FIG. 8 is a diagram showing the arrangement of the input part contours on an input part contour panel;

FIGS. 9a through 9k show some typical Kanji-characters of different forms.

FIG. 10 is a block diagram showing modified circuit arrangement for generating various codes adapted to control writing operations;

FIG. 11 is a perspective view showing one example of typewriter and its platen;

FIGS. 12a through 12g are diagrams useful to explain the relationship between the writing positions of part contours to be written and the feed operation of a typewriter.

FIGS. 13a through 13g show one examples of inputs part contours which are utilized to write four Kanji-characters shown in FIG. 15g having a meaning of a "good train;"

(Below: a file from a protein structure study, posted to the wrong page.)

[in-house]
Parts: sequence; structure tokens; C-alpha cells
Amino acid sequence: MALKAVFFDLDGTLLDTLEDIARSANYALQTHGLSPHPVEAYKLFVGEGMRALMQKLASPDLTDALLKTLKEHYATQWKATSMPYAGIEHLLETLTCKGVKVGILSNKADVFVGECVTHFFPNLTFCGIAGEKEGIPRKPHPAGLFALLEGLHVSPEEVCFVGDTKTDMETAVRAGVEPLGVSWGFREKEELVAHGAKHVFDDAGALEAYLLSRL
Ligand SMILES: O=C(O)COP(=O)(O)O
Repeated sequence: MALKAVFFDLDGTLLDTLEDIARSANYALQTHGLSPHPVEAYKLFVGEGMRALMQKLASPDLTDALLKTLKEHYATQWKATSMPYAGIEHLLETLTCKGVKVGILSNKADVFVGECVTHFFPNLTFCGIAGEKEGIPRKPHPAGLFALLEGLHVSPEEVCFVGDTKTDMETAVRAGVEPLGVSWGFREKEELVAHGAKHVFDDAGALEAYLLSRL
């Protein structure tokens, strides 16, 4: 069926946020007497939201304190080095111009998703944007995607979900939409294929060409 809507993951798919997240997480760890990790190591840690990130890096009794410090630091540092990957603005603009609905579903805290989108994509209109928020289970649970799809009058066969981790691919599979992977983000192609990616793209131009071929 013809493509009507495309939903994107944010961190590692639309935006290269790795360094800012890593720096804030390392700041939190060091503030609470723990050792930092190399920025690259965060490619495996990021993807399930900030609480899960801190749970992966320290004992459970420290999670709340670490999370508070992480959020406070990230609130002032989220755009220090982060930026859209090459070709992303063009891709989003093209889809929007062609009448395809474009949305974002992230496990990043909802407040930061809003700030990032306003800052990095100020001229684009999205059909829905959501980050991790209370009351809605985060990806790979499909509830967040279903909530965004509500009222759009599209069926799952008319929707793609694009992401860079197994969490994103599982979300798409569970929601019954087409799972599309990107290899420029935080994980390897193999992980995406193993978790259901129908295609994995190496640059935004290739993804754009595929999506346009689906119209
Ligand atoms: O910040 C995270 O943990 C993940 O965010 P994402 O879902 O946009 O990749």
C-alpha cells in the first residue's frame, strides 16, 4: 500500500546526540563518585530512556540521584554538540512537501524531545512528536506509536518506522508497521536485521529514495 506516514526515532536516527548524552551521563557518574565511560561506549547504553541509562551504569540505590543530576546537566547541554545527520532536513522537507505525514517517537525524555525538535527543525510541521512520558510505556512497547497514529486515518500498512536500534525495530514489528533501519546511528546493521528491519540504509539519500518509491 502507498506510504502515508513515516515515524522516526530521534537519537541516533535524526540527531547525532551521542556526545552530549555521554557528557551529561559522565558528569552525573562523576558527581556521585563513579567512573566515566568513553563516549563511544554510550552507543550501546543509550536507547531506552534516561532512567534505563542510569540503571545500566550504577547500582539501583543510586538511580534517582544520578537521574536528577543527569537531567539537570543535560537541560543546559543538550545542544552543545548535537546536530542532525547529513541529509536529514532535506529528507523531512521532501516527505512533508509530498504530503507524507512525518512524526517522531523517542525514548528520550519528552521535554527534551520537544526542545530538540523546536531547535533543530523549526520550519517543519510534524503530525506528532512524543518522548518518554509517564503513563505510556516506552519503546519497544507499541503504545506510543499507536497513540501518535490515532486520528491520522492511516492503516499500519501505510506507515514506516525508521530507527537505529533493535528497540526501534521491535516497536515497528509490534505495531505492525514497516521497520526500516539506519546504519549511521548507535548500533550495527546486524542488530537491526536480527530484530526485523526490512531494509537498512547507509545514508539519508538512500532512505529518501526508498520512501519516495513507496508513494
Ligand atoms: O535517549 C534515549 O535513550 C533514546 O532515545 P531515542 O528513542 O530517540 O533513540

FIGS. 14a through 14g show the output part contours corresponding to the input part contours shown in FIGS. 13a through 13g.

FIGS. 15a through 15g are diagrams showing the manner of successively printing (writing) the output part contours shown in FIGS. 14a through 14g at predetermined printing positions in accordance with the input part contours shown in FIGS. 13a through 13g.

FIGS. 16a through 16c are diagrams showing the steps of displaying a Kanji-character including a radical indictive of intensity (shinyo)

FIG. 17 is a block diagram showing one example of an electric circuit utilized to control the writing operation of a Kanji-character including a "Shinnou" or an "nnyo"

FIG. 18 shows one example of a sector carrying part contour types;

FIG. 19 is a block diagram showing one example of using a dot matrix system as the output device;

FIG. 20 is a block diagram showing one example in which a soft copy display device is utilized as the output device;